2012-12-10

Review: Linux Mint 14.1 "Nadia" MATE + GNOME 3/Cinnamon

Wow. It's been a really long time since I've had the time to sit down and do a review like this. The reason for that is because this semester has been incredibly busy in pretty much every way, and today was finally the last day to turn in problem sets and other assignments. Now, I can finally do this review.

Main Screen + Linux Mint Menu
Linux Mint needs no introduction here. However, one thing to note is that this is the first release since version 4.X "Daryna" to have a version number with a digit after a decimal point. The reason for that was that some sneaky bugs got past final-release testing, so they needed to be fixed and the ISO file needed to be released as an updated image. Right now, the editions with MATE and GNOME 3/Cinnamon are out in final form, so those are the ones I am going to be reviewing today. For reference, the KDE and Xfce are coming soon, as those already have release candidates out now.

I tested this as usual on a live USB system made with MultiSystem. I did not test the installation. Follow the jump to see how this fares relative to my current preferred version 13 LTS "Maya".

GNOME 3/Cinnamon

After the boot menu, I was greeted by the usual boot splash. After that came the desktop, which is not much different from stock GNOME 3/Cinnamon, which is not too surprising considering that it was a byproduct of Linux Mint anyway. Unfortunately, this part of the review is cut short because when I wanted to play around with some settings, the whole desktop froze. I just don't have time to spend hours upon hours troubleshooting this problem and getting the rest of the desktop to work properly, so I moved on. It seems like while GNOME 3/Cinnamon gets more and more features with every release, it seems to either not get any stabler or it gets more stable in some areas and less in others. Either way, the effect is the same. And for a desktop shell for GNOME 3 that prides itself on a greater ability to be customized, so many of these crashes occur when I'm trying to modify the desktop setup, which isn't good.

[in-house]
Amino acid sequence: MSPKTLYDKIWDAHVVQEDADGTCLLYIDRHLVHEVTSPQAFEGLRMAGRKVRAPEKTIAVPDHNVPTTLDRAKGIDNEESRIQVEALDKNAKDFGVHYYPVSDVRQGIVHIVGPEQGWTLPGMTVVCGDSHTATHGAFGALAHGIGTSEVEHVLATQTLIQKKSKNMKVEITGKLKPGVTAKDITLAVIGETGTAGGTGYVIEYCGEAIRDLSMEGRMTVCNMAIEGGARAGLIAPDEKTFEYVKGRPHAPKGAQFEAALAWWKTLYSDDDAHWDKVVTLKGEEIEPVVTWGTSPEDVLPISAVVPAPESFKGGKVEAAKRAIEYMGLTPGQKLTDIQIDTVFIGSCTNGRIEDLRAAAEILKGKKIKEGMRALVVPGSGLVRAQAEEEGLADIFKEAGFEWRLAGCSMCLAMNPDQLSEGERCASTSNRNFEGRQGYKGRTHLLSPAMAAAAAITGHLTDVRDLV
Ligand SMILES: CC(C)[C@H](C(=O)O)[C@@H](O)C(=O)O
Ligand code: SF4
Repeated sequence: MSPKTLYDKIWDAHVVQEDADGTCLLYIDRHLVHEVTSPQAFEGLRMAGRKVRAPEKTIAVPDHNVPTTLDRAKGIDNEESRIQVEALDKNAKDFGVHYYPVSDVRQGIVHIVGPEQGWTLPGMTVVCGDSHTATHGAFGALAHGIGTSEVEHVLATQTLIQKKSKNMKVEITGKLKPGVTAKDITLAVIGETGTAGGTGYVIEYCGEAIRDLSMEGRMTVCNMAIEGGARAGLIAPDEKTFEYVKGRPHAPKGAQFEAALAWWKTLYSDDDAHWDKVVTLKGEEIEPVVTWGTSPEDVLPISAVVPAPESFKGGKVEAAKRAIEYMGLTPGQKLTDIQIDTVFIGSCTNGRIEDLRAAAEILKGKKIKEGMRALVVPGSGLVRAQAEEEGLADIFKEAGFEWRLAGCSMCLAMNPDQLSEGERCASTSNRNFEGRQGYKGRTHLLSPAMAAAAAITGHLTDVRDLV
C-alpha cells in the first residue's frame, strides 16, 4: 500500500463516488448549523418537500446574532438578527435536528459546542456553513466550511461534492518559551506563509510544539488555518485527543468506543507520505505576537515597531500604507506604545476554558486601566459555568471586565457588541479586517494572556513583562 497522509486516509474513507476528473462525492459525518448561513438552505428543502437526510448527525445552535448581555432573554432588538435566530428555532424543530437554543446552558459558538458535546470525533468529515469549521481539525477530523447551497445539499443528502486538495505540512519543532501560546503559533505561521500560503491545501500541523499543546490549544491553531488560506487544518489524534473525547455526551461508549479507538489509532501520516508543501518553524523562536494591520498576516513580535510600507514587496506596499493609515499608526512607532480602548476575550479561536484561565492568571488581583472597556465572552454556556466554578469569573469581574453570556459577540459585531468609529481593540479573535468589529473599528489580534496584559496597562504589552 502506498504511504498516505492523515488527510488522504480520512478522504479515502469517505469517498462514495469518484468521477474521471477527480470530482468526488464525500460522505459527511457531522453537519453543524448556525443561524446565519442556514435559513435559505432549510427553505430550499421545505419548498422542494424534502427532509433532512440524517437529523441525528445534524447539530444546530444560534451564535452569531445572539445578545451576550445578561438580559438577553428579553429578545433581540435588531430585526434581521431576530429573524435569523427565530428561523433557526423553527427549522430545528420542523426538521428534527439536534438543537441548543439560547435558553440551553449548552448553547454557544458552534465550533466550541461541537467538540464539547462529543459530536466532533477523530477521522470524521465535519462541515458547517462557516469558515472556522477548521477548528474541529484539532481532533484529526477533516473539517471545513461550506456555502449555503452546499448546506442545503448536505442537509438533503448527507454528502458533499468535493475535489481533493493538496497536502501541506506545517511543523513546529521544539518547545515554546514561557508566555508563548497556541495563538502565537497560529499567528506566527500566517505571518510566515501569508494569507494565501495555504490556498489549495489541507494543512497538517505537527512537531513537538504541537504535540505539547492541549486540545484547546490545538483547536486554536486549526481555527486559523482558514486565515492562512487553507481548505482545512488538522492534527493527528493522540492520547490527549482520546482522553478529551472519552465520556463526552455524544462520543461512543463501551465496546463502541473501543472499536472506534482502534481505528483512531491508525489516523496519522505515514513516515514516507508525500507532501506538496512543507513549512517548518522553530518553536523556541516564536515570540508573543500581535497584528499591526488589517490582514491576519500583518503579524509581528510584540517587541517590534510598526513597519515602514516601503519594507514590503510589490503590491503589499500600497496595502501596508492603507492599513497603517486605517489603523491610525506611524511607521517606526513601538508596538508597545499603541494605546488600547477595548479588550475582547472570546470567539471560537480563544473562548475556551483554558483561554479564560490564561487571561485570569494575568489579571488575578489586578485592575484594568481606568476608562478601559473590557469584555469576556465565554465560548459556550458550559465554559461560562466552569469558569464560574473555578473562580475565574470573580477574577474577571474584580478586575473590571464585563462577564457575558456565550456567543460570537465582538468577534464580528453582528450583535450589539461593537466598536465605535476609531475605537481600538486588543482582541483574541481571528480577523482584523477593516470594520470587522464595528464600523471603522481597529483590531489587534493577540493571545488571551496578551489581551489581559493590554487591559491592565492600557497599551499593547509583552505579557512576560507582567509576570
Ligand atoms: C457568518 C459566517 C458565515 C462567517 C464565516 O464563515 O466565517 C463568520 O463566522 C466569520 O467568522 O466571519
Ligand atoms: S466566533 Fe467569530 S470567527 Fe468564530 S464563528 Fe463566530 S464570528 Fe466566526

MATE

Switching to the MATE edition now, after the boot menu, I was greeted by the standard Linux Mint boot splash. I see it often enough when I boot into my installed system that I thought something had gone wrong, until I reminded myself that I was testing a newer version of Linux Mint. After that came the desktop.

Mozilla Firefox + LibreOffice Writer
The desktop is unchanged from the previous versions (except for the version number in the desktop background), so I won't talk about that much, aside from one bit: for some reason, all the icon themes (at least within the live session) are missing unique icons for the mounted USB volumes, so those icons on the desktop look rather ugly. Apart from that, what I will say is that I'm starting to get tired of the reuse of this theme, and I feel that it is starting to look a little cheap in some senses. For instance, I really don't appreciate the white text with cheap half-hearted shadow effects on top of a gray background; on a related note, it's really difficult to distinguish between focused and unfocused windows solely based on the color and shading of the window titlebar text. What I'd really like to see is a return to the Shiki style used between versions 7 "Gloria" and 9 LTS "Isadora"; that was a really nice theme, and the wallpapers there were really great. Also, while I understand that the wallpaper is trivially changeable, it would be nice if one of the more artsy wallpapers could become the default; having the Linux Mint-branded wallpaper over and over again tells me that the developers don't care about that anymore at all. Anyway, the desktop as usual works pretty well.
That said, there was one very minor but persistent issue regarding the writing of this post. Whenever I took screenshots, I wanted to save them in a particular folder, yet none of the obvious ways to do that worked, as all of them got saved in the root of the home directory rather than in a subdirectory. That was a little annoying.

Mozilla Firefox is the default browser as usual. As is expected of Linux Mint, proprietary codecs are included, as YouTube and Hulu both worked well, along with my laptop's volume keyboard shortcuts.